"Busted" #3: Rags to Riches
In the third installment of our series, "Busted: America's Poverty Myths," we take on one of our country's most fundamental notions: that America is a land of equal opportunity and upward mobility for all. And we ask why, in spite of a wealth of evidence to the contrary, does this idea persist?
With the help of historian Jill Lepore, Brooke traces the history of the "rags to riches" narrative, beginning with Benjamin Franklin, whose 18th century paper manufacturing business literally turned rags into riches. We hear from Natasha Boyer, a young Ohio woman who was saved from eviction by a generous surprise from strangers... only for the miracle to prove fleeting. And we consider the efficacy of "random acts of kindness" and the fateful role of luck -- where you're born, and to whom -- in determining success.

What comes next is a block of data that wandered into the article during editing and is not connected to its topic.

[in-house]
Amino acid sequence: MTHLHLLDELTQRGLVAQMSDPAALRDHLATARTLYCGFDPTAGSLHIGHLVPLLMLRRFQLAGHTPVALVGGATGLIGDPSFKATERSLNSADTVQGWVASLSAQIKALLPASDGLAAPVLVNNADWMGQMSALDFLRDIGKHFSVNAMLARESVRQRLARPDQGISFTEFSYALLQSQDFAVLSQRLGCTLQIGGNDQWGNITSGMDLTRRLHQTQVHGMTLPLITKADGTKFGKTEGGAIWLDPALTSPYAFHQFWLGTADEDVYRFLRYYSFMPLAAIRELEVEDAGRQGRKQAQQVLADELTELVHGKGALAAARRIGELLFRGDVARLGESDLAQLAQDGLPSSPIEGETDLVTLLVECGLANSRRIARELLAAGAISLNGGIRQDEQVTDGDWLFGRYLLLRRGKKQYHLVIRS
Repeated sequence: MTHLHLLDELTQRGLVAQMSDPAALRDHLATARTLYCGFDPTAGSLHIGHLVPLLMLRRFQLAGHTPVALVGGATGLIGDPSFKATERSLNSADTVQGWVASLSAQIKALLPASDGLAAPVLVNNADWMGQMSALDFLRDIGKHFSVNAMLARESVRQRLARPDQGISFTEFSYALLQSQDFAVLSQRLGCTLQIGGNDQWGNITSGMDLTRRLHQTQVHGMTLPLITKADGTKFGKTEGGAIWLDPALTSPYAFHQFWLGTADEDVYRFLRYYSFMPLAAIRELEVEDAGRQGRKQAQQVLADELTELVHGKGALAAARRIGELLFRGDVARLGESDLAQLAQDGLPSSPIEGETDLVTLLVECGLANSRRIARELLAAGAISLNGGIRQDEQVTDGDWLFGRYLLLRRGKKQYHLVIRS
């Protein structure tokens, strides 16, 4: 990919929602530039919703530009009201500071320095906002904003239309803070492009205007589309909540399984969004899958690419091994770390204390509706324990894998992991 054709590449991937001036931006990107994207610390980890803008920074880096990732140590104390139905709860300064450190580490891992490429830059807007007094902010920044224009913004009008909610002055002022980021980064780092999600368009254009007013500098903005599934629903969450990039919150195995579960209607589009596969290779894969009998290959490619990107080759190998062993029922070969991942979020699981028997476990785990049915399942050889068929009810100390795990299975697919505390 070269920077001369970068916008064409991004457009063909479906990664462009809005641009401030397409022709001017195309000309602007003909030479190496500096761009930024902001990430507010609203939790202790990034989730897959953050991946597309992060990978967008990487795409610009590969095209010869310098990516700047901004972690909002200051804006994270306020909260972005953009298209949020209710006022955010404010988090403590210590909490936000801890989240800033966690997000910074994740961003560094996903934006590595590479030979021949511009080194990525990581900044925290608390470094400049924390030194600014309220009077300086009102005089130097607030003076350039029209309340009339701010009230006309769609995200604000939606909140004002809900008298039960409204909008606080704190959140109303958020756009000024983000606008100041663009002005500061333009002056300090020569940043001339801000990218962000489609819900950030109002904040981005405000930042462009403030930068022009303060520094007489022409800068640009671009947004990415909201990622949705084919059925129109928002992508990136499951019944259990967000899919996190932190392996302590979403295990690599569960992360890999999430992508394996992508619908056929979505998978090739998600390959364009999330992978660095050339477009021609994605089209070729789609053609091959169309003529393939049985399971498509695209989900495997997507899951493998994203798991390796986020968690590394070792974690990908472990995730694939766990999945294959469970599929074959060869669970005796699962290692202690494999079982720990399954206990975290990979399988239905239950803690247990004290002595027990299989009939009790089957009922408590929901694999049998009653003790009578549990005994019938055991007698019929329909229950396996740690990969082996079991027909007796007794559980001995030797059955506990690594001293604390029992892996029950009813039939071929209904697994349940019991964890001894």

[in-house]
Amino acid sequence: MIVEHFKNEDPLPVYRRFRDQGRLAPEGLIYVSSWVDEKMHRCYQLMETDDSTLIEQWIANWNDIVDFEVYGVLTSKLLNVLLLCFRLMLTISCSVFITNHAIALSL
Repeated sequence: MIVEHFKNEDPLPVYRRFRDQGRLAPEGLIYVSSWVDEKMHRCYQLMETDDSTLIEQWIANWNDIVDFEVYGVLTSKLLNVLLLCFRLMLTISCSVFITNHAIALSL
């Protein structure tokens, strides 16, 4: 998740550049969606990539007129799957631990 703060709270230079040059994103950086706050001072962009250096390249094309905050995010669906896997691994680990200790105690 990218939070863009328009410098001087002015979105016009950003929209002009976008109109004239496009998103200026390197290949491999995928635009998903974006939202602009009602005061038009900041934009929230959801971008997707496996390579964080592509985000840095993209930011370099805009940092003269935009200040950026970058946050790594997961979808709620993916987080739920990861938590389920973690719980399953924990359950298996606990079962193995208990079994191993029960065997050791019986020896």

"Rags To Riches" by Tony Bennett
"Adagio K. 617a For Glass Armonica" by Christa and Gerald Schönfeldinger
"Shine (Reprise)" by Roger Anderson & Lee Goldsmith
"Rondoletto" by Margaret Lion
"Avocet" by Bert Jansch
"This Old House" by Marcos Ciscar
"Melancolia" by Marcos Ciscar